An astronaut aboard the International Space Station shot this photograph of the Volga River Delta, which stretches 160 kilometers (100 miles) across Russia’s Astrakhan Oblast. It is Europe’s largest river delta, situated where the Volga pours its fresh water and sediment into the northwest sector of the Caspian Sea.
Over the past century, the Volga Delta has grown from 3,222 square kilometers (1,244 square miles) in 1880 to 27,224 square kilometers (10,511 square miles) today. This significant growth is due both to sea level changes in the Caspian and the broad, gentle slope of the delta. When water from the river enters the delta, it gets split up into hundreds of waterways, creating one of the world’s most complicated hydrographic networks. The upper delta is home to several cities and towns, including the city of Astrakhan, which lies 100 kilometers (60 miles) from the shore.
The delta is composed of three distinct zones. The first and most prominent includes the higher areas of the delta, which are dominated by linear mounds and basins known as “ilmens.” These parallel mounds range from 400 meters (1,300 feet) to 10 kilometers (6 miles) long and stand as much as 8 meters (26 feet) high. They run east to west through the delta and are composed of clay-rich sands.
The second zone of the deltat has very low relief and is the site of active and abandoned water channels. The third zone is the submarine portion of the delta and is composed of a broad platform that extends 30 to 60 kilometers (20-40 miles) offshore.
The Volga Delta is home to myriad wildlife species protected in the Astrakhan State Nature Reserve, established in 1919. There are 283 recorded species of birds (155 of which migrate to the delta from March to November) and at least 50 different species of fish. The reserve was dedicated as a Wetlands Site of International Importance in 1976 and added to the World Network of Biosphere Reserves in 1984.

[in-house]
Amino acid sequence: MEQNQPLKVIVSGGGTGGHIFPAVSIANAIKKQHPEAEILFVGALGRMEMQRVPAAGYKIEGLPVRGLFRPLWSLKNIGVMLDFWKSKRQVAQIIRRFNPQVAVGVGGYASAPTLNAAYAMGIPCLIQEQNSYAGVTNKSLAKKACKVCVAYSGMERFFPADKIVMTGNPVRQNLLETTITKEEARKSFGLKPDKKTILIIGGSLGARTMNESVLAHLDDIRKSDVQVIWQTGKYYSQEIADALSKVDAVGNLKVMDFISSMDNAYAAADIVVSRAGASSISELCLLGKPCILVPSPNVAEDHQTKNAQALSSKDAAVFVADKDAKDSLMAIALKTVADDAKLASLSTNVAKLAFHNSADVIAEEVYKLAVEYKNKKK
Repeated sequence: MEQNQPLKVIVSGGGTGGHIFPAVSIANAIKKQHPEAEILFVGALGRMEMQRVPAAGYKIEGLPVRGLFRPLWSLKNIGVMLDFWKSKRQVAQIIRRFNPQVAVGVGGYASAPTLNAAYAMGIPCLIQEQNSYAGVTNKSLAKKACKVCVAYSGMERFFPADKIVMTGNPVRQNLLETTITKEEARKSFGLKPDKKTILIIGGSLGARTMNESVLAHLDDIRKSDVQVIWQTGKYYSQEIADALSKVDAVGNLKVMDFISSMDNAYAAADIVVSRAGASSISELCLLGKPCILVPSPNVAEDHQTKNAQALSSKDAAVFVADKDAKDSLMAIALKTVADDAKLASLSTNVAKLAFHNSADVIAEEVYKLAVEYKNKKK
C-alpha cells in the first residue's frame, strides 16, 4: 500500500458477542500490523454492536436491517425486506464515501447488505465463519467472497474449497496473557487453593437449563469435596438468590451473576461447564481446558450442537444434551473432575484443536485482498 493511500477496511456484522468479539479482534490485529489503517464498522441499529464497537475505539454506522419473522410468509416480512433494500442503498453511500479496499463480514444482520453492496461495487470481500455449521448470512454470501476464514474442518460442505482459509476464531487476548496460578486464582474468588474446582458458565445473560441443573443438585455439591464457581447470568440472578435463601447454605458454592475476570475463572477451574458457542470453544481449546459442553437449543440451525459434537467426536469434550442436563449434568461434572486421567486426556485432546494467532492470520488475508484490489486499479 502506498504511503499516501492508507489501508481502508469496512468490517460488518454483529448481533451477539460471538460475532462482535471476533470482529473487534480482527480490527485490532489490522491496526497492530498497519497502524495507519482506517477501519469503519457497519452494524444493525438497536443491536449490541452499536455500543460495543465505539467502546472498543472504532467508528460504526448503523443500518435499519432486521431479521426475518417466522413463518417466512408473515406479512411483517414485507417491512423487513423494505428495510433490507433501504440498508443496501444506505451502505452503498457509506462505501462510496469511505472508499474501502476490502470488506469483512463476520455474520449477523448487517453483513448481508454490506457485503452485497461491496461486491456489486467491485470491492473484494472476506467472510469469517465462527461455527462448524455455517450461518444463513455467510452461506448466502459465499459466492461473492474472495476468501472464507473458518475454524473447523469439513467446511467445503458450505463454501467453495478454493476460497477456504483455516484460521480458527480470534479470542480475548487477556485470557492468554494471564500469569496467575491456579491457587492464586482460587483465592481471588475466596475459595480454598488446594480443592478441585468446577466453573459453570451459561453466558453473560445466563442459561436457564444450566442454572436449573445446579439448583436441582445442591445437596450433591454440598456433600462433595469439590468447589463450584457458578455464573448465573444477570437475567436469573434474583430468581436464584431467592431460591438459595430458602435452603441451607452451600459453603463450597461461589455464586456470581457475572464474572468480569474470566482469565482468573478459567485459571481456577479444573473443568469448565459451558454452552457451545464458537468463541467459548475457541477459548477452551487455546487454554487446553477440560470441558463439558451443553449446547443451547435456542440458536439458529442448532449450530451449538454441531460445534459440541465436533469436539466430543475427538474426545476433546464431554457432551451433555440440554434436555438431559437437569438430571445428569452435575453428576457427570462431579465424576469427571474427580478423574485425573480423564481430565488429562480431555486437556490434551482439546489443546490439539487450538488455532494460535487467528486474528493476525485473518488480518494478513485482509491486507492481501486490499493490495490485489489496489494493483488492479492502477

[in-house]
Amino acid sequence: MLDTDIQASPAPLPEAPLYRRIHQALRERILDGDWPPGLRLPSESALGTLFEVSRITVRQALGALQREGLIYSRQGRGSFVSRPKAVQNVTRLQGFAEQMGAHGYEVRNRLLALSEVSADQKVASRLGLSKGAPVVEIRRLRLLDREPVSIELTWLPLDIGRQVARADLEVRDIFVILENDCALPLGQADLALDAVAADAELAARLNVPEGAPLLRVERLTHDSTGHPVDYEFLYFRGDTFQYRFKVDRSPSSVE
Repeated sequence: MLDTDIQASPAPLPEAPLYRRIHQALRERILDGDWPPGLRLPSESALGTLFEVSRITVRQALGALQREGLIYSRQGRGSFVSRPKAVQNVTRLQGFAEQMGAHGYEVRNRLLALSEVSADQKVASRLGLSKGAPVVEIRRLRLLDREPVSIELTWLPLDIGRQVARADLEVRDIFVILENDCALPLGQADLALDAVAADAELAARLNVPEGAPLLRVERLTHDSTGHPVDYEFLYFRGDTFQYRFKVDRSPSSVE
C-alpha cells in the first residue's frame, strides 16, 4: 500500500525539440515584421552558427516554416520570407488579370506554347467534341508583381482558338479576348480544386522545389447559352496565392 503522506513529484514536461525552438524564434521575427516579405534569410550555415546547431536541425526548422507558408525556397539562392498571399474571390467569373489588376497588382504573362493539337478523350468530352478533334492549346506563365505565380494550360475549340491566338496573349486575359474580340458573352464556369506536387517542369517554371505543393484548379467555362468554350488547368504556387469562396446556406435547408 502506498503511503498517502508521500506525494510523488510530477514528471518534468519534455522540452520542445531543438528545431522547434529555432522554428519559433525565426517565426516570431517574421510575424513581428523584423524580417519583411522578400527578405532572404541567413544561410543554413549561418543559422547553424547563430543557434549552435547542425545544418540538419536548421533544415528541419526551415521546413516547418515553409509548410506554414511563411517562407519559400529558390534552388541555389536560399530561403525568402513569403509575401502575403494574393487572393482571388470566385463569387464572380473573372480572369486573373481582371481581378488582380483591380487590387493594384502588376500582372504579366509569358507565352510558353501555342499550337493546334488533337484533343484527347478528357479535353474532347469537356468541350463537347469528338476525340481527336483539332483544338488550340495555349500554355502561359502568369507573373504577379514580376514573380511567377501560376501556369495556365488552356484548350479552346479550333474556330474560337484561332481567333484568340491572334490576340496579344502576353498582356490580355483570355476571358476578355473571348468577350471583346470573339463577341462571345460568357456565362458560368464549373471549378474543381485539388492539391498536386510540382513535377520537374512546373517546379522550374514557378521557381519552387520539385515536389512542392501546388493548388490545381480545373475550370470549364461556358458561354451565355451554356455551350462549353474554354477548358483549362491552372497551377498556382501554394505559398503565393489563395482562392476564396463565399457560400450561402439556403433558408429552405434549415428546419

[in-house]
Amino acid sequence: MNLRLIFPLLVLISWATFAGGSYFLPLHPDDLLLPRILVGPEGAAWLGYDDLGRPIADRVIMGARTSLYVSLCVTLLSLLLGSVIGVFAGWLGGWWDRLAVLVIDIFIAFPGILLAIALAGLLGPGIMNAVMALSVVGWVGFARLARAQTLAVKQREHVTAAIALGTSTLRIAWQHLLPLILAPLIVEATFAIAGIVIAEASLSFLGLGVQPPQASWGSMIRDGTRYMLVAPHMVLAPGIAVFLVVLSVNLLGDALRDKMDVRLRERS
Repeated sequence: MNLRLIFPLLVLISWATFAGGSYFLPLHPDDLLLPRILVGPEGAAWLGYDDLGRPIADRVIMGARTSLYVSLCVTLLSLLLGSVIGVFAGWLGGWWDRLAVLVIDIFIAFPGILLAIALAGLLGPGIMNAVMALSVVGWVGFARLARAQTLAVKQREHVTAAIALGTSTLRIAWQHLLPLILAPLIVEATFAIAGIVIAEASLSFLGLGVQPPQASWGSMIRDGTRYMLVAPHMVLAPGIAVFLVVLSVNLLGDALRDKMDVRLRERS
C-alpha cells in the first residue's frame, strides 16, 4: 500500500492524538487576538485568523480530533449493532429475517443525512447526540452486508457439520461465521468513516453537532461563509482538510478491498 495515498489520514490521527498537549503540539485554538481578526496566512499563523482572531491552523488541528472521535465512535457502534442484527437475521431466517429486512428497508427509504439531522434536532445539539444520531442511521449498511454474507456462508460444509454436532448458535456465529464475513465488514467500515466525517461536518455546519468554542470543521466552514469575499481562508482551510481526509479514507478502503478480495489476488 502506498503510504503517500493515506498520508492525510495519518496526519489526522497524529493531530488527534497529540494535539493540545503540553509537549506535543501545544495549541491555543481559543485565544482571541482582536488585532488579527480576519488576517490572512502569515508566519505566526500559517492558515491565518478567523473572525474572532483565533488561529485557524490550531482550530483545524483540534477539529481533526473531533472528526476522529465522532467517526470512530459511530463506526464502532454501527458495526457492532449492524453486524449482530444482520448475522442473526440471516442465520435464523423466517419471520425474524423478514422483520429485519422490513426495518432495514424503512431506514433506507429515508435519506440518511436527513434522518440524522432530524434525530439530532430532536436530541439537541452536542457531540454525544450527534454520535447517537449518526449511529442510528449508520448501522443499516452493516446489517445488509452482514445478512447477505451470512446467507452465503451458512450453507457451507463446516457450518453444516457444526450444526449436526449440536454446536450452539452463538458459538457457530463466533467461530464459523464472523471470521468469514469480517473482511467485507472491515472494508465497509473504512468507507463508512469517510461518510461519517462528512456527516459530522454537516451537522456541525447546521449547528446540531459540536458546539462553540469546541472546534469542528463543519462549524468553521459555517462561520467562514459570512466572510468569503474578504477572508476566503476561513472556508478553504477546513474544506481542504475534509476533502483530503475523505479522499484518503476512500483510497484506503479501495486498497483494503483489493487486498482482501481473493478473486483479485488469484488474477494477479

Astronaut photograph ISS048-E-63048 was acquired on August 21, 2016, with a Nikon D4 digital camera using a 78 millimeter lens and is provided by the ISS Crew Earth Observations Facility and the Earth Science and Remote Sensing Unit, Johnson Space Center. The image was taken by a member of the Expedition 48 crew. The image has been cropped and enhanced to improve contrast, and lens artifacts have been removed. The International Space Station Program supports the laboratory as part of the ISS National Lab to help astronauts take pictures of Earth that will be of the greatest value to scientists and the public, and to make those images freely available on the Internet. Additional images taken by astronauts and cosmonauts can be viewed at the NASA/JSC Gateway to Astronaut Photography of Earth. Caption by Sarah Deitrick, Jacobs, JETS Contract at NASA-JSC.